FreeBSD quick news and links (21/07/2010)

I Super-accurate computer clock created
A free pies of software that allows computers to keep phenomenally accurate time has been developed by researchers in Melbourne. The software, called RADclock, should improve everything from Skype conversations to the tracking of subway trains.

For computers to communicate effectively keeping accurate time is vital. Every application or service that relies on computers collaborating implies that the computers are synchronised,” Julien says.

The problem is, while the clocks built into most computers keep time well, they’re not 100 per cent accurate. These clocks monitor how many times per second a quartz crystal inside the computer vibrates. But this ‘crystal frequency’ is a little different for every crystal, and changes all the time, due to variations in temperature, for example. “And that can make a big difference when errors accumulate,” he says.

At the moment, RADclock works only with open source software, such as Linux and FreeBSD, but a Windows version may be available in the future.

Read more:  Super-accurate computer clock created

II SIFTR Committed
On July 3, Lawrence Stewart committed SIFTR (Statistical Information For TCP Research) to HEAD. SIFTR was part of the Improvements to the FreeBSD TCP Stack project that the Foundation funded last year. SIFTR is a kernel module that logs a range of statistics on active TCP connections to a log file. It provides the ability to make highly granular measurements of TCP connection state, aimed at system administrators, developers and researchers. (source: FreeBSD Foundation)

III New jail utility “qjail” published for public usage
This is a news announcement to inform people who have interest in jails, that a new jail utility is available.

http://sourceforge.net/projects/qjail/

Has a file suitable for the pkg_add command or the port make files can be downloaded and a “make install” run.

Qjail [ q = quick ] is a 4th generation wrapper for the basic chroot jail system that includes security and performance enhancements. Plus a new level of “user friendliness” enhancements dealing with deploying just a few jails or large jail environments consisting of 100′s of jails. Qjail requires no knowledge of the jail command usage.

Source and more info: New jail utility “qjail” published for public usage

IV HOW-TO: Install Apache Tomcat 6 on FreeBSD 8.0
Calebscreek writes: On a recent whim, I decided to spend a Saturday morning attempting to install Apache Tomcat 6 on FreeBSD 8.0. It turned out that it’s not as straightforward as some GNU/Linux distros*; particularly those that are Debian-based. Through some trial and error, though, I got things working as I liked.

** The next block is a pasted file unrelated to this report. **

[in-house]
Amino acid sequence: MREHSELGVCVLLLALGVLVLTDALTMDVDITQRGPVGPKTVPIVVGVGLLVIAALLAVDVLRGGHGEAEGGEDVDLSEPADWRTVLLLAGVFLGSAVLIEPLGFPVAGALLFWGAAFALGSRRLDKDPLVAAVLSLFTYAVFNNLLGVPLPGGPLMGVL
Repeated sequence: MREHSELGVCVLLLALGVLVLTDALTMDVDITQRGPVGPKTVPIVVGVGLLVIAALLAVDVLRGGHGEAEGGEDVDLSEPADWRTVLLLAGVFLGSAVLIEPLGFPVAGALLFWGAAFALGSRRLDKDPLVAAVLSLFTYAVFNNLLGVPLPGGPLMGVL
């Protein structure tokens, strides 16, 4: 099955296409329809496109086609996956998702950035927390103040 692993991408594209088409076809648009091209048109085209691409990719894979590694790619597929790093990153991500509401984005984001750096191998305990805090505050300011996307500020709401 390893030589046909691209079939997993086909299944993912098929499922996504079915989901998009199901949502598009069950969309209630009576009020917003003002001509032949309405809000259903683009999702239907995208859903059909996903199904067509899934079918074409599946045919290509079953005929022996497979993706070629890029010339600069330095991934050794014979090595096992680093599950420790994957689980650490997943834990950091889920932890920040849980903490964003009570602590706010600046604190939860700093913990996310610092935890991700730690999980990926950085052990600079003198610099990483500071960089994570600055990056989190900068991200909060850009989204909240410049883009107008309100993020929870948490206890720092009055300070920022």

Step-by-step guide: Install Apache Tomcat 6 on FreeBSD 8.0

V New FreeBSD Committers

  • Joseph S. Atkinson (ports)
  • Tijl Coosemans (src)

VI iXsystems Introduces New iX-TB4X2: Triton TwinBlade Blade Servers
iXsystems, the company sponsoring PC-BSD‘s development, has introduced the iX-TB4X2.
The new Triton TwinBlade Server from iXsystems is the ideal solution for system administrators who need energy efficiency, density, and ease of management in Linux and FreeBSD environments. The iX-TB4X2 delivers the most energy-efficient blade server in the industry with four N+1 redundant, high-efficiency (94%) 2500W power supplies.

“Unlike other server companies, iXsystems’ focus is on open source hardware design. That’s why we know that finding the right hardware that is compatible with a software solution is of critical importance to open source system administrators. Our customers can have full confidence that the new iX-TB4X2 is fully pre-tested for compatibility with their desired OS and won’t encounter problems post-deployment.”

says Andrew Madrid, product marketing manager, iXsystems, Inc

Full Press Release: iXsystems Introduces New iX-TB4X2: Triton TwinBlade Blade Servers

VII GhostBSD 1.5 beta amd64 is out
Source

VIII DuckDuckGo: A New Search Engine Built from Open Source
DuckDuckGo is a new search engine focused on relevant results and respecting user privacy. Actually a mash-up of several other sites like Wikipedia, About, Bing, and Yahoo, DuckDuckGo also uses it’s own web crawler: the DuckDuckBot. DuckDuckGo uses what it calls Zero-click search results to try to guess what you are looking for and give it to you directly in your search results. I’ve been using DuckDuckGo for a few weeks now, and I’m impressed. What further impresses me is that the entire site is built on open source tools, ranging from FreeBSD for the operating system to good old-fashioned Perl for the logic.

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